Blackmagic has just announced Camera Setup 6.2 which adds Blackmagic RAW Codec support to the Pocket Cinema Camera 4K.
What’s new for Pocket Cinema Camera 4K
- Added Blackmagic RAW codec support.
Added Constant Bitrate 3:1, 5:1, 8:1, 12:1 recording for Blackmagic RAW.
Added Constant Quality Q0 and Q5 recording for Blackmagic RAW.
Added support for double tap on touchscreen zoom.
Changed tap to focus behavior to tap and hold to focus.
Removed CinemaDNG formats
This is something we all knew was eventually going to happen and Blackmagic hinted way back at IBC last year that the Pocket Cinema Camera 4K would indeed receive Blackmagic RAW codec support. It is also interesting to see that Blackmagic have removed CinemaDNG formats from the camera entirely. This really does show that the company is moving away from CinemaDNG and concentrating entirely on Blackmagic RAW. Cinema DNG has also been removed from the URSA Mini Pro 4.6K
Pocket Cinema Camera 4K users can record over 2 hours of full cinematic quality Blackmagic RAW footage in 4K on a single 256GB SD UHS-II card. With Blackmagic RAW 12:1 you can even record 4K DCI images to an SD card, giving you stunning cinematic quality images on incredibly small, inexpensive cards. In addition, Blackmagic RAW gives customers an even faster, more fluid and higher quality editing and color correction workflow in DaVinci Resolve than ever before.
Once the camera has been updated, customers can choose between 3:1, 5:1, 8:1 and 12:1 constant bit-rate recording or between constant quality Q0 and Q5 recording. This lets them prioritize image quality or file size. The constant bit-rate encoding options give customers incredible images at predictable and consistent file sizes. Constant quality Q0 and Q5 use variable bitrate encoding so complex frames are encoded at higher data rates, preserving the maximum amount of detail and quality possible. Blackmagic Design Generation 4 Color Science is used for superior imaging that results in extremely accurate skin tones and gorgeous, lifelike colors. Blackmagic RAW images are encoded using a custom non-linear 12-bit space designed to provide the maximum amount of color data and dynamic range. In addition, Blackmagic RAW features extensive metadata support, highly optimized GPU and CPU accelerated processing on the desktop and more.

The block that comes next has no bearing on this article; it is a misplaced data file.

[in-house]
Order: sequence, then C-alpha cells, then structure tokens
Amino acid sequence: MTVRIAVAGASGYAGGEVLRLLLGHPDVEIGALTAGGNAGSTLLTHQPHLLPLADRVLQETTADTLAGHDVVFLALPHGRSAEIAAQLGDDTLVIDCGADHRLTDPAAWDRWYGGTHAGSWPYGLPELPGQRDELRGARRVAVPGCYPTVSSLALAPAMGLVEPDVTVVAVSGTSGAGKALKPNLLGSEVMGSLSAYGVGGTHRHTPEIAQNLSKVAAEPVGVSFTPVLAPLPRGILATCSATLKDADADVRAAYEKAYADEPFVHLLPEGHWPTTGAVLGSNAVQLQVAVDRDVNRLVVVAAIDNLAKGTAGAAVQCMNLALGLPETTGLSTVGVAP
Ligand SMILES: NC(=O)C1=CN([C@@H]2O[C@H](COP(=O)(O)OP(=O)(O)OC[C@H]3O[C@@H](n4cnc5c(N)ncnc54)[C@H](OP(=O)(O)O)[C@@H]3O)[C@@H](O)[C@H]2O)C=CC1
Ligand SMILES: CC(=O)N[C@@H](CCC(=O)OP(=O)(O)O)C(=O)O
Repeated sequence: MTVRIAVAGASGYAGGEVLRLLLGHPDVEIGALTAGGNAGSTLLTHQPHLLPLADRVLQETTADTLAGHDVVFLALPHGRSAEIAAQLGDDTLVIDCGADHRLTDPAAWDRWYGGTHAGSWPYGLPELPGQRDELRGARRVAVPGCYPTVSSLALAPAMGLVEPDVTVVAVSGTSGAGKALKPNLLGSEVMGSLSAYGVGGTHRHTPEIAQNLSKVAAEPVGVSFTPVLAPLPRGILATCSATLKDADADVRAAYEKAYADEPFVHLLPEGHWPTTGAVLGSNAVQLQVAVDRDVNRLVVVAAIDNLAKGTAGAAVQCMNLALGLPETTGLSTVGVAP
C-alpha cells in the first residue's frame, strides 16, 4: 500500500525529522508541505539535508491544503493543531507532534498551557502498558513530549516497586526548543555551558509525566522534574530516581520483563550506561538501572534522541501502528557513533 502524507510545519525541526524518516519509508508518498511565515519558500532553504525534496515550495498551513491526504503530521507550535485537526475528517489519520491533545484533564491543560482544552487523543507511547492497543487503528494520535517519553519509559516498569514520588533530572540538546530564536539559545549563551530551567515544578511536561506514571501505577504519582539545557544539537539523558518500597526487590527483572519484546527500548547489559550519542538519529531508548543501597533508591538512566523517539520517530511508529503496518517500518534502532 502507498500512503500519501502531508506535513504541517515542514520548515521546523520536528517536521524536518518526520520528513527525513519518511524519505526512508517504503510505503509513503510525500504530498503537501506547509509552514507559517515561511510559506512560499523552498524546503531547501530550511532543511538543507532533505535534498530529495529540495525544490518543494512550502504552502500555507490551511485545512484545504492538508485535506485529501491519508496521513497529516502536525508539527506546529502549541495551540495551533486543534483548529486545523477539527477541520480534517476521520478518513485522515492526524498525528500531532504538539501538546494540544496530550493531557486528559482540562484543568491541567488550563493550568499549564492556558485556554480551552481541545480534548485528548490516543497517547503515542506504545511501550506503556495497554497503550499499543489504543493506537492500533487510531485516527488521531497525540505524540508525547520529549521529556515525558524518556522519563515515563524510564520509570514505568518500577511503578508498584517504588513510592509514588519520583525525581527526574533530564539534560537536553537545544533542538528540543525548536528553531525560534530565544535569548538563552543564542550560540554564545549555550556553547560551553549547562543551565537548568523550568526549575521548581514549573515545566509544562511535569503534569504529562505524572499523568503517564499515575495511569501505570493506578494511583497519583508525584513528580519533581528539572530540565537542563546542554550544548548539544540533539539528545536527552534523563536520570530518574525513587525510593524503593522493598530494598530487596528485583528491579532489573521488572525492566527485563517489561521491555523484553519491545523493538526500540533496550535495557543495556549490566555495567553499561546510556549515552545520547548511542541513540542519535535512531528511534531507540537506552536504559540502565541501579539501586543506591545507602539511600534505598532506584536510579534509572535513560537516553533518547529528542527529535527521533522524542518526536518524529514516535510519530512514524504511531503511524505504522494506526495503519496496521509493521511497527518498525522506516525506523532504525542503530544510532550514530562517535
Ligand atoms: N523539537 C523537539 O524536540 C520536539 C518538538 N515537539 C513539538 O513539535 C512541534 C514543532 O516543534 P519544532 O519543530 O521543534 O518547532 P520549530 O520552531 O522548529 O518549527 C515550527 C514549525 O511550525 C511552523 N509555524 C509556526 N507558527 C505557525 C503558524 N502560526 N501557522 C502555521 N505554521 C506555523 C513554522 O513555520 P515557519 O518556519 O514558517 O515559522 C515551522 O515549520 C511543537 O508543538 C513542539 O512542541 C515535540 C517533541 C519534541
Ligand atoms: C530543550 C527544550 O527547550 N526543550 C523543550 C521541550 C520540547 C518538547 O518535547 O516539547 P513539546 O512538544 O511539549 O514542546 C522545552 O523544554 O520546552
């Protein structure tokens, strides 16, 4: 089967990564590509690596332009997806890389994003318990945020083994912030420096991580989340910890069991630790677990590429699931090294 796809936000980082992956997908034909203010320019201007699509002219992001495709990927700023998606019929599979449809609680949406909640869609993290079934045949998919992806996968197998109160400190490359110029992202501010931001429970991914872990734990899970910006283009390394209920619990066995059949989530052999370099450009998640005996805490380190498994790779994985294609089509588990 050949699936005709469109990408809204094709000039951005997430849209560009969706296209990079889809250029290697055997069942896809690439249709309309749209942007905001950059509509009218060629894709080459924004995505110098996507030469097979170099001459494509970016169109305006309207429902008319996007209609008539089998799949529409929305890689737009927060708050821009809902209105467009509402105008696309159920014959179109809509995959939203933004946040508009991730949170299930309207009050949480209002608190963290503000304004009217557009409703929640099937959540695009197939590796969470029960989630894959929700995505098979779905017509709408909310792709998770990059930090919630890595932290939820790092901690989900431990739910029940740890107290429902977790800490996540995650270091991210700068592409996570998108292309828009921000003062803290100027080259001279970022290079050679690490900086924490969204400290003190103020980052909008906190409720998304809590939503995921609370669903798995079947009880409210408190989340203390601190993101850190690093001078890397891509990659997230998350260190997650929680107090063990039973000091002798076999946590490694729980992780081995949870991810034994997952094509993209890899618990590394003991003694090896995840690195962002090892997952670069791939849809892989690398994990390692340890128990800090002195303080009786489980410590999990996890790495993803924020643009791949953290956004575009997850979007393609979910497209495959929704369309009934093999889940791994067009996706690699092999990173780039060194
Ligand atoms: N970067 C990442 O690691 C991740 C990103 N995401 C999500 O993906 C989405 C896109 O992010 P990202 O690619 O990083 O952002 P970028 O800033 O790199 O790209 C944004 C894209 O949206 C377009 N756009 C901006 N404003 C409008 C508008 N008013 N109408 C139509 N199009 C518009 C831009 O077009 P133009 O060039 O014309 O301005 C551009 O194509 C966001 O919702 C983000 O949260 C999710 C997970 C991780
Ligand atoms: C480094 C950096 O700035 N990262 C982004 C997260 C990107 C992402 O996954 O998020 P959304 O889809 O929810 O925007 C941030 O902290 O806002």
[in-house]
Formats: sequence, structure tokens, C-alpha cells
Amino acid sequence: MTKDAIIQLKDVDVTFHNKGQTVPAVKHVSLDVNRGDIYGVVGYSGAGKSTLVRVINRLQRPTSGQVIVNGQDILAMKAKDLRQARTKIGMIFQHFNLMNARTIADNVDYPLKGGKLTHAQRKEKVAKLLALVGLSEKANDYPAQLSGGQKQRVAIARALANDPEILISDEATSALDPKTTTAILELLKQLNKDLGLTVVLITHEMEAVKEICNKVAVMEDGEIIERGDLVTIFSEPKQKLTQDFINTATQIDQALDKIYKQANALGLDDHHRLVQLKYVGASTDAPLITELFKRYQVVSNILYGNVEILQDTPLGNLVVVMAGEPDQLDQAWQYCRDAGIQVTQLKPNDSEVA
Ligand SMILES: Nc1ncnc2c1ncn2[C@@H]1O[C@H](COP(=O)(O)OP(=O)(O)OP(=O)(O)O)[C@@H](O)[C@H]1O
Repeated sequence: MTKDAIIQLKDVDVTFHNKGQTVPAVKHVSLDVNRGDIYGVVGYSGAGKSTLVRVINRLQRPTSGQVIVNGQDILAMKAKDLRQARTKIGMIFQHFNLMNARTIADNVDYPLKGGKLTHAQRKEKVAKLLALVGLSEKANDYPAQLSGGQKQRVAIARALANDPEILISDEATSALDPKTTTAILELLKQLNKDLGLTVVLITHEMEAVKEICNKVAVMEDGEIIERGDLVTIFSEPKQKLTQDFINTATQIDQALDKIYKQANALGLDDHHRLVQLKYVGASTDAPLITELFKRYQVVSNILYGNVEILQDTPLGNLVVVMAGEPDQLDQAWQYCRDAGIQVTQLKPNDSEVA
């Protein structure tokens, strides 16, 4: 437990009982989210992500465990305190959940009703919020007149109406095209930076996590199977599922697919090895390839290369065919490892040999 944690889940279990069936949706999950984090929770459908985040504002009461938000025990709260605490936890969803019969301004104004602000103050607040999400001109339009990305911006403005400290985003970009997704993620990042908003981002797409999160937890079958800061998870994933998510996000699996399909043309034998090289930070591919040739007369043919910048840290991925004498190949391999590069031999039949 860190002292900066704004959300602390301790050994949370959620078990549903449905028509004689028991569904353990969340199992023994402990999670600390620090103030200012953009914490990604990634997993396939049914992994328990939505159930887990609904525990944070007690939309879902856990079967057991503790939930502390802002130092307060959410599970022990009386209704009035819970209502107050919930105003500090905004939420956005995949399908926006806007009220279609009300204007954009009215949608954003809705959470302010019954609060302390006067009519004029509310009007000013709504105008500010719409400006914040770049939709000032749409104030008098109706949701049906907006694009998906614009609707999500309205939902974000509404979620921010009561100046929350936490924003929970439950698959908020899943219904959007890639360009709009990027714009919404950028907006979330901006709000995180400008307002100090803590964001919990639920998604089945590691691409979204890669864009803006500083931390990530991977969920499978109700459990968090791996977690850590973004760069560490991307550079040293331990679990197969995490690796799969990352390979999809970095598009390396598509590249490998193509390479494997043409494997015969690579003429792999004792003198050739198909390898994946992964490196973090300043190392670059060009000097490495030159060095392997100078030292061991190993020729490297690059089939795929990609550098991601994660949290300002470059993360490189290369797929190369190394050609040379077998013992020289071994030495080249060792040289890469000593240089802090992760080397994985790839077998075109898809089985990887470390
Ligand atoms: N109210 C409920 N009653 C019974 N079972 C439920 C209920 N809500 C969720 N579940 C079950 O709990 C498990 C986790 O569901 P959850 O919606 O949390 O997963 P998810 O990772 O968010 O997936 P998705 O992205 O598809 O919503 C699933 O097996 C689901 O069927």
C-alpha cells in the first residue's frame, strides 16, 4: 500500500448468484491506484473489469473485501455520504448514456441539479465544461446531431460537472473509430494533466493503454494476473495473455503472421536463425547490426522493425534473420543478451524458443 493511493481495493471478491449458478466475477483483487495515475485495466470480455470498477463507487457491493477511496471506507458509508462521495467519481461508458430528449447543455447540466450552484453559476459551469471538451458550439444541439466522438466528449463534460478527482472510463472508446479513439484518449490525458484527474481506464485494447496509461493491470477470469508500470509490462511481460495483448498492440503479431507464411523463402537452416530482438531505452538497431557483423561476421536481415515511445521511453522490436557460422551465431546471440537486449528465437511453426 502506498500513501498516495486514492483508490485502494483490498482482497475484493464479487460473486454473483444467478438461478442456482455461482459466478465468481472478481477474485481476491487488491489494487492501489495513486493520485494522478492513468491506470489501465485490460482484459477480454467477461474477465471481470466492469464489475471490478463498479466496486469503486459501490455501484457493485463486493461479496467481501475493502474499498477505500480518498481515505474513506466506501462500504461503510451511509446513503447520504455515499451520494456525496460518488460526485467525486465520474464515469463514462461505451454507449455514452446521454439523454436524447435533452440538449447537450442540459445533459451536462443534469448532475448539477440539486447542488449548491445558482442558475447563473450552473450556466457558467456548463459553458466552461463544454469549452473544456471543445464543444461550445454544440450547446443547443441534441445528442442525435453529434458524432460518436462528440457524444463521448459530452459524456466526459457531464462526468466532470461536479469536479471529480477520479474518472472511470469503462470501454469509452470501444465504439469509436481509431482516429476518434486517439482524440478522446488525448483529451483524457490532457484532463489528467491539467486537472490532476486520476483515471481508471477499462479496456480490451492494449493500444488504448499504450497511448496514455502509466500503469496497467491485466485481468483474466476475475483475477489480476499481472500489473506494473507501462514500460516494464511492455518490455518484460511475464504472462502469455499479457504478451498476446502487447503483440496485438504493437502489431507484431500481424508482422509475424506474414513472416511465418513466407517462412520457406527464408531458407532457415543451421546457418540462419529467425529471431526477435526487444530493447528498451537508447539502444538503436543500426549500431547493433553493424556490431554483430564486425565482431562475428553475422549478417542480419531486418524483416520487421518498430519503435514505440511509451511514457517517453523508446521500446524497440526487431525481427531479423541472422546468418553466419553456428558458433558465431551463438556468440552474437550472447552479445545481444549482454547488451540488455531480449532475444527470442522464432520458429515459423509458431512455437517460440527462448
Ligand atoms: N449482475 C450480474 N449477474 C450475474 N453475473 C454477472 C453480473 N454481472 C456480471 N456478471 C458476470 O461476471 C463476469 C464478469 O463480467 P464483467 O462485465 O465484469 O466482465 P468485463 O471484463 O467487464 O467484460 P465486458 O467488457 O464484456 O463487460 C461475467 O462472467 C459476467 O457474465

If you aren’t familiar with how Blackmagic RAW works you can watch the interview we did at IBC.
Development of Blackmagic RAW started almost 3 years ago and the URSA Mini Pro and BMPCC 4K were designed with Blackmagic RAW in mind.
What makes Blackmagic RAW so special is just how small the 12-bit RAW files are. For example, a UHD Blackmagic RAW file shot in 12:1 compression has a data rate of just 32MB/s. As a comparison that data rate falls in between a ProRes Proxy and ProRes LT file. At 8:1 a UHD file is 48MB/s. At 5:1 it is 76MB/s. At the lowest compression of 3:1, the data rate is a rather small 127MB/s, that’s comparative to a ProRes 422 file.
If you shoot 4.6K 30p in 12:1 using a 256GB CFast 2.0 card you can record 92 minutes of footage.
Blackmagic RAW is open source so it will work on any platform. With an open SDK, developers can implement Blackmagic RAW into their software. This means it is extremely likely that Adobe and Apple are sure to include the ability to use Blackmagic RAW in their NLE systems. You would think that Apple might be reluctant to integrate Blackmagic RAW as they already have ProRes RAW, but both companies share a very close working relationship.
I’m surprised that Blackmagic RAW hasn’t found its way into some other companies cameras. Blackmagic have said that they are very open to letting just about anyone use Blackmagic RAW as opposed to making it a closed system.
Blackmagic RAW is a big step forward in allowing high-quality images to be captured while maintaining relatively small file sizes.
- You can download the new camera update here.